Unstable Coronary Artery Syndromes Pathophysiology, Diagnosis and Treatmentby Robert L. Wilensky
Cardiovascular disease affects 20% of all Americans and is the leading cause of death in the USA. Every year approximately 1,500.000 Americans suffer from an acute myocardial infarction, and over 25% of the total number of deaths in this country are attributable to coronary artery disease. Unstable angina causes over 650,000 hospital admissions, and in the absence
Cardiovascular disease affects 20% of all Americans and is the leading cause of death in the USA. Every year approximately 1,500.000 Americans suffer from an acute myocardial infarction, and over 25% of the total number of deaths in this country are attributable to coronary artery disease. Unstable angina causes over 650,000 hospital admissions, and in the absence of medical therapy, the rate of progression from unstable angina to infarction is 12-20%. Since plaque disruption, plaque erosion, and acute intracoronary thrombus formation play major roles in the pathophysiology of both unstable angina and acute myocardial infarction, and since the two disease entities represent a continuum of coronary ischemic syndromes, it is appropriate to discuss the two disease states in a single monograph.
Unstable Coronary Artery Syndromes, Pathophysiology, Diagnosis and Treatment will offer the clinician a reference book which coherently discusses the pathophysiology of acute ischemic syndromes as well as remarks diagnosis and treatment strategies. Geared toward internists and cardiologists, the book should allow the reader to understand the pathophysiology of unstable coronary artery syndromes and subsequently apply this knowledge to patient care.
Description: The spectrum of acute coronary syndromes are covered in this book in ten chapters, from pathophysiology to the potential of gene therapy.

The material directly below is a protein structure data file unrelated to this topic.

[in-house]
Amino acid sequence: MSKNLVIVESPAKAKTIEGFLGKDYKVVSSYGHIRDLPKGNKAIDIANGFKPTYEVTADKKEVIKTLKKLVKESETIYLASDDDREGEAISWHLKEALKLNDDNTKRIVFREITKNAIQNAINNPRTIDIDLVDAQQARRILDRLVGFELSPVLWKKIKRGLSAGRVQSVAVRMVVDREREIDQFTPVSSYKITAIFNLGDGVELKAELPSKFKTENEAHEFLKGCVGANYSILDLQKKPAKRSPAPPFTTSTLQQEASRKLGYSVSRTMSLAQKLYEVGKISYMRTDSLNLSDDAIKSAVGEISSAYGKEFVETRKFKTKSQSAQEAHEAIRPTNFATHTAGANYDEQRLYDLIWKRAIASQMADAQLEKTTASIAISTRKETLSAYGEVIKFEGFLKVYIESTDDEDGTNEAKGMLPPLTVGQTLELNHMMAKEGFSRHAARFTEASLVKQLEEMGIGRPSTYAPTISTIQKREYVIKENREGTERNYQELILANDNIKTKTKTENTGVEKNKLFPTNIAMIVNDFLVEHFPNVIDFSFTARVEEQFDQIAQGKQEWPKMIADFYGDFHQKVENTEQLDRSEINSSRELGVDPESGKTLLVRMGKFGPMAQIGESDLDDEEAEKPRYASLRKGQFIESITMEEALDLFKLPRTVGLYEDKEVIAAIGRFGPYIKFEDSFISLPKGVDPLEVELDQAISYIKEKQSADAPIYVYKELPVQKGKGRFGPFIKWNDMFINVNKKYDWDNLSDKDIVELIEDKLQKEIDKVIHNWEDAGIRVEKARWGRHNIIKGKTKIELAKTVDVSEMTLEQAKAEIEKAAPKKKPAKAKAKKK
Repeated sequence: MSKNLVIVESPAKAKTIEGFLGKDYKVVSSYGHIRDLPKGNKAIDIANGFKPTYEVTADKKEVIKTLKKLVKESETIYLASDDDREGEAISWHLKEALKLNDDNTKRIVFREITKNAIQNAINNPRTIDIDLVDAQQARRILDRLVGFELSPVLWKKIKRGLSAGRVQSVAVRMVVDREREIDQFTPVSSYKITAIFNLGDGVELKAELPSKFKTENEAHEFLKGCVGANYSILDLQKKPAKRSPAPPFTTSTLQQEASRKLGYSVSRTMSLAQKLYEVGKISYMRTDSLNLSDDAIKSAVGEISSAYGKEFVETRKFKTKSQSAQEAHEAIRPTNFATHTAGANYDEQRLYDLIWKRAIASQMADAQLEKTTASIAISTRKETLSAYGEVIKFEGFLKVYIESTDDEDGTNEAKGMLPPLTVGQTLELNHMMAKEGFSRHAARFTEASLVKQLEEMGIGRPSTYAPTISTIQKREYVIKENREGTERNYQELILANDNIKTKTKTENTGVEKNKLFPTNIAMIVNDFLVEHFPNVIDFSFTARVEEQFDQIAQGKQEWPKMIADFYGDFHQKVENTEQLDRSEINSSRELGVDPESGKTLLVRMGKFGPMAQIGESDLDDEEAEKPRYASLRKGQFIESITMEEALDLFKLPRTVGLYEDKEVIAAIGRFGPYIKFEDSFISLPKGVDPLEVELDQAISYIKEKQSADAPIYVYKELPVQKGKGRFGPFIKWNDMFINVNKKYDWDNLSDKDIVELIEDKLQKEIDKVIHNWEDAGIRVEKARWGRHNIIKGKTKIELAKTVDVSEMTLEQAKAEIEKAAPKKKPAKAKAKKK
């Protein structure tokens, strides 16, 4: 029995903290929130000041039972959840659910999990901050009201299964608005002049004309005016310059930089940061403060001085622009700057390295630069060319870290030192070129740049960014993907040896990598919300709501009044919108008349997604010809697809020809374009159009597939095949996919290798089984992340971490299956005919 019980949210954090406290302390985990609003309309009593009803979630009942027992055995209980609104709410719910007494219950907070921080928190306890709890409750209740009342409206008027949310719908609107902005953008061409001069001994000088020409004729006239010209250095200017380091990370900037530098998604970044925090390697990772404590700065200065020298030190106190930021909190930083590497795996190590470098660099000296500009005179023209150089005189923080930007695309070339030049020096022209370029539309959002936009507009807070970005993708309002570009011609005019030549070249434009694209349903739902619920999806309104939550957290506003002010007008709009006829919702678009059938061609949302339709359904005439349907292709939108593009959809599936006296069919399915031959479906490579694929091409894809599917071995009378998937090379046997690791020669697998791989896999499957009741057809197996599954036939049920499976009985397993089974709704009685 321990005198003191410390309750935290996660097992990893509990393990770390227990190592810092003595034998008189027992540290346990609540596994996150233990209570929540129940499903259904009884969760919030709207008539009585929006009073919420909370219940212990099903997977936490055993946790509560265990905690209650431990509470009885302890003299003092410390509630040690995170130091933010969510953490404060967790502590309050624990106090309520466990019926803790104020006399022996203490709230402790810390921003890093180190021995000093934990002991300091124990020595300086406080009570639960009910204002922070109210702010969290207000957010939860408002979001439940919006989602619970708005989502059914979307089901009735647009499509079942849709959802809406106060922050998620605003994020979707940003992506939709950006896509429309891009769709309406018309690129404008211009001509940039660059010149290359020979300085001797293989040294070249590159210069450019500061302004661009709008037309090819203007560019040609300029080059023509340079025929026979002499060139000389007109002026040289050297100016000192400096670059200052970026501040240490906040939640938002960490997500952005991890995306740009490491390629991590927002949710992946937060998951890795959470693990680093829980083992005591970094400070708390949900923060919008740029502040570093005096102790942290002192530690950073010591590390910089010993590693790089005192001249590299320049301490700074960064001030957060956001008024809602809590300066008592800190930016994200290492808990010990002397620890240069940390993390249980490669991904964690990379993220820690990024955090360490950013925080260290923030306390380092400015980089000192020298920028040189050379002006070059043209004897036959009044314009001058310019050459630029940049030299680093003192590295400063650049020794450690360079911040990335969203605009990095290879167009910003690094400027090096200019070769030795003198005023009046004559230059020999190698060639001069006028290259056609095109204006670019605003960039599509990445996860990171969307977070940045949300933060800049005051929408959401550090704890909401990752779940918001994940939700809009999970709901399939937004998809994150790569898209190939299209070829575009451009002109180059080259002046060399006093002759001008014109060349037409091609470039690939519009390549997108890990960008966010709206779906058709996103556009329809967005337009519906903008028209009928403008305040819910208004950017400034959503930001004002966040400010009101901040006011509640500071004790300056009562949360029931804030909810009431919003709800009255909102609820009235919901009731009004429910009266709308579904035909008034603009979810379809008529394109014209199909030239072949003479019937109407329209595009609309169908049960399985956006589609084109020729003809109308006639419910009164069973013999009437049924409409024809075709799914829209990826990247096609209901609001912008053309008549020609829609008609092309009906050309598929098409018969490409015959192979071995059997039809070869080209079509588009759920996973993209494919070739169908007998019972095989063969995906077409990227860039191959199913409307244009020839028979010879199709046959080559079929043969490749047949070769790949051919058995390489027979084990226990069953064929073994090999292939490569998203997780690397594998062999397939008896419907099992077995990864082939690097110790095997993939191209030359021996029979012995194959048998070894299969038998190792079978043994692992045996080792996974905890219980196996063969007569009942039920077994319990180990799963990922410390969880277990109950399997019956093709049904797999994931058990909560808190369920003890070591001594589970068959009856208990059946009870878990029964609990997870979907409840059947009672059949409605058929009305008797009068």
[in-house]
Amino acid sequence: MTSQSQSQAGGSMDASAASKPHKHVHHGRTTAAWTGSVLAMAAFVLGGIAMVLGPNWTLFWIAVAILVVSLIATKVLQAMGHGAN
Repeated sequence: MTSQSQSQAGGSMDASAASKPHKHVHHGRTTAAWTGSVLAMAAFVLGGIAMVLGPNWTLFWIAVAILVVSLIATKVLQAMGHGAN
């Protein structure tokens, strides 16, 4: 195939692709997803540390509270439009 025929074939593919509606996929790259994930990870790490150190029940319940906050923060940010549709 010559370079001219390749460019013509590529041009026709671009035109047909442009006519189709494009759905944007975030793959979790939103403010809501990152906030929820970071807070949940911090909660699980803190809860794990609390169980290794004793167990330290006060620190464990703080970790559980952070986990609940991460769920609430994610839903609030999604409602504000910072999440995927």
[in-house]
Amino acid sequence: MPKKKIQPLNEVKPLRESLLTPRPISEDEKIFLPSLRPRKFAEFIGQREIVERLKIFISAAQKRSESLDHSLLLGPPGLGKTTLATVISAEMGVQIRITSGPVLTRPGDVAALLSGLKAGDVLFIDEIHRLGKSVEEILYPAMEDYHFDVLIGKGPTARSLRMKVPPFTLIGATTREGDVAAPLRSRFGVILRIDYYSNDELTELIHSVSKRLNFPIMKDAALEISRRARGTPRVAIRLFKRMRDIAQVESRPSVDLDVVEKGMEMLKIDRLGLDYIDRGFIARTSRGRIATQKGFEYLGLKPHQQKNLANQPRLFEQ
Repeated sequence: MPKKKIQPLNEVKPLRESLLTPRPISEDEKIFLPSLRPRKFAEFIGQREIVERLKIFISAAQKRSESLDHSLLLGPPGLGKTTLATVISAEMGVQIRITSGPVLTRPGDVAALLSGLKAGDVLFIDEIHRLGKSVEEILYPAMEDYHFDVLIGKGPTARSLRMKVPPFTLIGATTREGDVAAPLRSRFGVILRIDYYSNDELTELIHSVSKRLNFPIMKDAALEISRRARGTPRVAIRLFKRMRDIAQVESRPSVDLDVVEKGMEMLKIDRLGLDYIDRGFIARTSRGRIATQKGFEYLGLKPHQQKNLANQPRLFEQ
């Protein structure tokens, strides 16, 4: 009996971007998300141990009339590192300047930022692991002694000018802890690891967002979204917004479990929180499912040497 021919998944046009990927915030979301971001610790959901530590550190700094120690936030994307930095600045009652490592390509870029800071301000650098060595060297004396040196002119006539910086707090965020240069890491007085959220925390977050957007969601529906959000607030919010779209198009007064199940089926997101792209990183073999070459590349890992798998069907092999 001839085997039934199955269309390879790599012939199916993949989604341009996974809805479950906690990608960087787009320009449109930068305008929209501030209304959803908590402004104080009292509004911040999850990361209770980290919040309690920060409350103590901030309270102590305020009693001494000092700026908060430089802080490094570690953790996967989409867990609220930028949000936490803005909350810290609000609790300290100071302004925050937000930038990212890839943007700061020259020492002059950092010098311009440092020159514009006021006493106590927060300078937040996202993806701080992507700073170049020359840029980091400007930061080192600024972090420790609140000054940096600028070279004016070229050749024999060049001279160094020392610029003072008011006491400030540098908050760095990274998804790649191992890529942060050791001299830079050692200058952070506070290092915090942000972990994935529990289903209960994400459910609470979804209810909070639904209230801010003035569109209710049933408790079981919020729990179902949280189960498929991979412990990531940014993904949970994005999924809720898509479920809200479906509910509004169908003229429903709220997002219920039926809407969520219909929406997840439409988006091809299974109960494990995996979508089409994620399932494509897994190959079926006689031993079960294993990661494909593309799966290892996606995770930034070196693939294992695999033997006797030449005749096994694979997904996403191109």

Purpose: The purpose is to allow readers to understand the pathophysiologic mechanisms of coronary syndromes and apply that knowledge to patient care. This is indeed a worthy subject because acute coronary syndromes or unstable angina/non-Q wave myocardial infarction is a very common problem.
Audience: This book would be enjoyed by internists as well as cardiologists but may be best suited for clinician scientists and cardiology trainees because of the focus on cellular molecular mechanisms as well as future genetic potential mechanisms.
Features: The editor focuses on the pathophysiology of unstable angina and reviews some data that created controversies in this area. The ten chapters are divided into three sections: pathophysiology, acute coronary syndrome, and potential future treatments. There is an excellent review of the pathogenesis of atherosclerosis which is extremely well referenced. There is an emphasis on cellular molecular mechanisms with good discussions of the vulnerable plaque with sections on plaque inflammation triggering and the interaction of TPMPAI-I. The medical management of acute myocardial infarction is well covered and well referenced, as is coronary angioplasty in acute myocardial infarction. In the final chapters contributors deal with gene therapy and angiogenesis, including discussion of grafts of healthy myocytes to diseased hearts. Tables, graphs, and illustrations complement the text.
Assessment: This is a good addition to the medical literature. This same area is covered in two other texts with slightly different foci: Topol's Acute Coronary Syndromes (Marcel Dekker, 1998), and Cannon's Management of Acute Coronary Syndromes (Humana Press, 1999). Much of the same material is covered in these texts as the one reviewed here, but the focus of this text is more on pathophysiology and cellular molecular mechanisms. The focus in the other texts is more on treatment and diagnosis with electrocardiography, female implications, young patients, coronary presentations, cost effectiveness, and quality/outcomes of treatments . Acute coronary syndromes represent a very important area and a large patient population for medical practice.
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